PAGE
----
A few years ago, at the Seattle Special Olympics, nine contestants, all physically or mentally disabled, assembled at the starting line for the 100-yard dash.

At the gun, they all started out, not exactly in a dash, but with a relish to run the race to the finish and win. All, that is, except one little boy who stumbled on the asphalt, tumbled over a couple of times, and began to cry.

The other eight heard the boy cry. They slowed down and looked back. Then they all turned around and went back—Every one of them.

One girl with Down’s Syndrome bent down and kissed him and said: “This will make it better.” Then all nine linked arms and walked together to the finish line.
Everyone in the stadium stood, and the cheering went on for several minutes.  People who were there are still telling the story.

Why?  Because deep down we know this one thing: What matters in this life is more than winning for ourselves. What matters in this life is helping others win, even if it means slowing down and changing our course.
[ Unknown ]

Parody of “I’ll Be There for You” by The Rembrandts

So Jesus told his disciples
“We’re gonna go away.
Where I go you know,
They all crowd please explain”
He said “You’ve all been stuck in 2nd grade
If you haven’t seen the way, the truth, the life,
it’s here in your face but

I’ll prepare for you
prepare a place up above
I’ll prepare for you
‘Cuz I’ve been there before
I’ll prepare for you
prepare for me too

I’ll send another friend
to help you on your way
you learn from him you’ll go far
please don’t be afraid
“Father help me do the things I did”
“But you will do even greater works then that if you believe and

I’ll prepare for you
prepare a place up above
I’ll prepare for you
‘cuz I’ve been there before
I’ll prepare for you
so prepare for me too

The world could never know Him
The world could not receive Him
so you’re the only ones who know
what it’s like to know Him
become a place in their plan
He’ll come to live inside you
so when all of this happens
you will know the words I say were true


seems like you’ve all been stuck in 2nd grade
when you haven’t seen the way, the truth, and the life
it’s here in your face but

I’ll prepare for you
prepare a place up above
I’ll prepare for you
‘cuz I’ve been there before
I’ll prepare for you
so prepare for me too

I’ll prepare for you(X3)
so prepare for me too

[ ApologetiX -“Jesus Christ Morningstar” album ]

A man won his country’s first-ever gold medal at the Olympics. He was so proud, that he had it ‘bronzed’!
[ Anon. ]

The famous Olympic skier Picabo Street is not just an athlete, she is a nurse. She currently works at the Intensive Care Unit of a large metropolitan hospital.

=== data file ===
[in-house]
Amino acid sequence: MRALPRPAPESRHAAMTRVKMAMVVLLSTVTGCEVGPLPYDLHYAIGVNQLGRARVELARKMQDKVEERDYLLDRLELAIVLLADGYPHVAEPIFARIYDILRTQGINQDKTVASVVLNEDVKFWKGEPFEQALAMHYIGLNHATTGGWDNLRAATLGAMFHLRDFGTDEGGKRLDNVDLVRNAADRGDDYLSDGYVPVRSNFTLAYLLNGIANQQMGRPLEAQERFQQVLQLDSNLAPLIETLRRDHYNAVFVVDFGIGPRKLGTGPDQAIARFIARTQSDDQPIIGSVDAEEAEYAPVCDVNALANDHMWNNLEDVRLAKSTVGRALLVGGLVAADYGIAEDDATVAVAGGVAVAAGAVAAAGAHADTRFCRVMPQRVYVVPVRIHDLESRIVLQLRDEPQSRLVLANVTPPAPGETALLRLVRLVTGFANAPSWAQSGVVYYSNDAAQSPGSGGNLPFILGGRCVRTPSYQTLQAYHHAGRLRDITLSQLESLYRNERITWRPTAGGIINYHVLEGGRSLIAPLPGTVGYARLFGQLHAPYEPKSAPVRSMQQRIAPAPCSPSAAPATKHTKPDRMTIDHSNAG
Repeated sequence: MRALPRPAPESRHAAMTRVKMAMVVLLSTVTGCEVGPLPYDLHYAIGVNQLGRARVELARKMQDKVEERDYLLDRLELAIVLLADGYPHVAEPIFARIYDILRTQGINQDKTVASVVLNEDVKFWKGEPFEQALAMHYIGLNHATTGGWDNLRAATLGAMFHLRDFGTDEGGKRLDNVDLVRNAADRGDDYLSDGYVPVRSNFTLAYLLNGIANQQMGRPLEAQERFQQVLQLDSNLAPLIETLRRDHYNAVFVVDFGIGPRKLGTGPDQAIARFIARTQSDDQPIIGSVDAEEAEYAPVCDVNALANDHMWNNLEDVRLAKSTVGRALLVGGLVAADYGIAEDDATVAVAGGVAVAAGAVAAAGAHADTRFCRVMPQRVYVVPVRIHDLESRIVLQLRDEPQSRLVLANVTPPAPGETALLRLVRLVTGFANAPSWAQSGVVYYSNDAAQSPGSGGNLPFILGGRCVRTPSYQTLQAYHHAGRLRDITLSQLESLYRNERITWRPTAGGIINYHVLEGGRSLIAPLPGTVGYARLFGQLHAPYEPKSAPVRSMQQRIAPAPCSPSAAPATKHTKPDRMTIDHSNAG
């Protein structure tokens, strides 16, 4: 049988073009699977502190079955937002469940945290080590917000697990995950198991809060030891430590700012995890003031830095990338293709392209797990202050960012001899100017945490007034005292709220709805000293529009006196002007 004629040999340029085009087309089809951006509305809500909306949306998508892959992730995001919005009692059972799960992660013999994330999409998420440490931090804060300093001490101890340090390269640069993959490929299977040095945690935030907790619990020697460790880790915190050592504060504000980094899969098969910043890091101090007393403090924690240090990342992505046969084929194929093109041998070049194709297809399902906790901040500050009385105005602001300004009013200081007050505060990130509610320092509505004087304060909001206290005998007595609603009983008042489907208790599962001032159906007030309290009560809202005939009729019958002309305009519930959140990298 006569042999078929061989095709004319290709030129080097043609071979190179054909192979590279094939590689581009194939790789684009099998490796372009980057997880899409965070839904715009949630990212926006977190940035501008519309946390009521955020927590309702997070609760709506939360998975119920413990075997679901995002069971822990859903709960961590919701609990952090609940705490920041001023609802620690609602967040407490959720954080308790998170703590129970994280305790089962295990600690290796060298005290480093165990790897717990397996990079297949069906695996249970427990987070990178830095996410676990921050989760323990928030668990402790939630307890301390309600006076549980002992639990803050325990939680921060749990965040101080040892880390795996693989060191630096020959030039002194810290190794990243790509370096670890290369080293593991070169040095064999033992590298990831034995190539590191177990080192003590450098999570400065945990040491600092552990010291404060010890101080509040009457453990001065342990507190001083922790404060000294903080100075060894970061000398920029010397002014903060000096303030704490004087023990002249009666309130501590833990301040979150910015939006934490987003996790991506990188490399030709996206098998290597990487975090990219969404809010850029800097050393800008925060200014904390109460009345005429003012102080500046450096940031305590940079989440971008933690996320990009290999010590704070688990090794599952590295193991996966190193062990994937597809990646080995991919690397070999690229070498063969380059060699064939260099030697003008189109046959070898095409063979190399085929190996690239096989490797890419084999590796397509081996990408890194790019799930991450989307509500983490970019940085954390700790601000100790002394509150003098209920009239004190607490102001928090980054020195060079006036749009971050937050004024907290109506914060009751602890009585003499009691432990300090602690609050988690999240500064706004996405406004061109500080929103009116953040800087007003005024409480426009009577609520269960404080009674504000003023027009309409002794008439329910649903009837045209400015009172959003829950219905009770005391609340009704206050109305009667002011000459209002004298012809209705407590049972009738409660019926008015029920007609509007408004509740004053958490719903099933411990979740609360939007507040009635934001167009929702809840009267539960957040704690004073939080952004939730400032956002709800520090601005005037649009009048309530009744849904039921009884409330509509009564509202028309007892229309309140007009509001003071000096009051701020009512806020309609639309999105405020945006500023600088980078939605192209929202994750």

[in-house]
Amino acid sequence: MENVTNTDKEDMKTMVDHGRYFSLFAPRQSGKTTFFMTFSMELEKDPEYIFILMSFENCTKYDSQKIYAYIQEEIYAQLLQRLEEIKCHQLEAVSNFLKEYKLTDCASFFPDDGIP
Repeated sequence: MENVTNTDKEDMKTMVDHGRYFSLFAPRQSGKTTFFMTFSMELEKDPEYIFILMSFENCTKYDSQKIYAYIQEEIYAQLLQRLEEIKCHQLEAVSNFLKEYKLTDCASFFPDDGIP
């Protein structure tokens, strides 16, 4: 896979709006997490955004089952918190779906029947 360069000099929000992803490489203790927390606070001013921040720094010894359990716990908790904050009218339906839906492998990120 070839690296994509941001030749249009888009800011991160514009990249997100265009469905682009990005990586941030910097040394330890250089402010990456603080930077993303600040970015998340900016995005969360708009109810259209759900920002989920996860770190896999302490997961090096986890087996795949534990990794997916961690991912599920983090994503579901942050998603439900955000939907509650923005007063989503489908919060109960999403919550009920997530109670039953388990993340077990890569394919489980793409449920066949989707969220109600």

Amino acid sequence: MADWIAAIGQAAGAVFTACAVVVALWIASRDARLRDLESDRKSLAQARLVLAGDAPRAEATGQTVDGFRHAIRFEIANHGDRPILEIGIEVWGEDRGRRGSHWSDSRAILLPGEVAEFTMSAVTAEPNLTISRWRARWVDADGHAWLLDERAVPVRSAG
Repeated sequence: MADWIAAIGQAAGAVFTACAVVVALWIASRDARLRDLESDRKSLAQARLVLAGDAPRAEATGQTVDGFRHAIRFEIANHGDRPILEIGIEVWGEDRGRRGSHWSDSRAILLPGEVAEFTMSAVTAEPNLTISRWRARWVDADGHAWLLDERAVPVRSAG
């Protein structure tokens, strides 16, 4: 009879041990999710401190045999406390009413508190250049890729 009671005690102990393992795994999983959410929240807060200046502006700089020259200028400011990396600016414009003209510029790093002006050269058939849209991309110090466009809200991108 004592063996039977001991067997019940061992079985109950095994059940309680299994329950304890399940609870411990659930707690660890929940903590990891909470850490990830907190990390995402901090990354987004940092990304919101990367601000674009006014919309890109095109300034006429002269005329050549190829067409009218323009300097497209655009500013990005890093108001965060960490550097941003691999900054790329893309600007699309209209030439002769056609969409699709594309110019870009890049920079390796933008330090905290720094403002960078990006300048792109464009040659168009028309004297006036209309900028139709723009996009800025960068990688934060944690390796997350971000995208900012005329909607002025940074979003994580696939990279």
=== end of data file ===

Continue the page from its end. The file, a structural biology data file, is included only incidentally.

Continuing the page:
She is not permitted to answer the telephone, however, as it caused simply too much confusion—when she would answer the phone she would say, “Picabo, ICU.”
[ Unknown ]


“As the Summer Olympics end, I think of a champion wrestler who keeps a poster on the wall of his basement where he works out with weights. It shows a man straining to lift a weight, sweat fairly bursting from a grimacing face, veins bulging on his neck. The captions boasts a old proverb: “There are two kinds of pain: the pain of discipline and the pain of regret. The pain of discipline weighs only a few ounces; the pain of regret weighs a ton.”
[ Jim Rohn ]


I hope you enjoyed some of these insights—share them with your friends and colleagues—so we can have a larger ‘pool’ to receive from, and more to share with! Also, remember to include your name as the “source,” if some of this wisdom is of your doing—I would like to give credit where credit is due!

“…In a race all the runners take part in it, but only one of them wins the prize. Run, then, in such a way as to win the prize. Every athlete in training submits to strict discipline; he does so in order to be crowned with a wreath that will not last; but we do it for one that will last forever.”
[1 Corinthians 9:24-25].

“These trials are only to test your faith, to see whether or not it is strong and pure. It is being tested as fire tests gold and purifies it—and your faith is far more precious to God than mere gold; so if your faith remains strong after being tried in the test tube of fiery trials, it will bring you much praise and glory and honor on the day of his return.”
[ 1 Peter 1:7 ].


Disclaimer: All the above jokes & inspirations are obtained from various sources and copyright are used when known. Other than our name and headers, we do not own the copyright to any of the materials sent to this list. We just want to spread the ministry of God’s love and cheerfulness throughout the world.

·.¸¸.·´¯`·.. ><((((‘>
><((((‘> ·.¸¸.·´¯`·.¸¸.·´¯`·..><((((‘> ·´¯`·.¸¸.·´¯`·.. ><((((‘>
><((((‘> ·.¸¸.·´¯`·.¸¸.·´¯`·.¸¸.><((((‘>

Leave a Reply

Fill in your details below or click an icon to log in: Logo

You are commenting using your account. Log Out /  Change )

Google photo

You are commenting using your Google account. Log Out /  Change )

Twitter picture

You are commenting using your Twitter account. Log Out /  Change )

Facebook photo

You are commenting using your Facebook account. Log Out /  Change )

Connecting to %s

This site uses Akismet to reduce spam. Learn how your comment data is processed.

%d bloggers like this: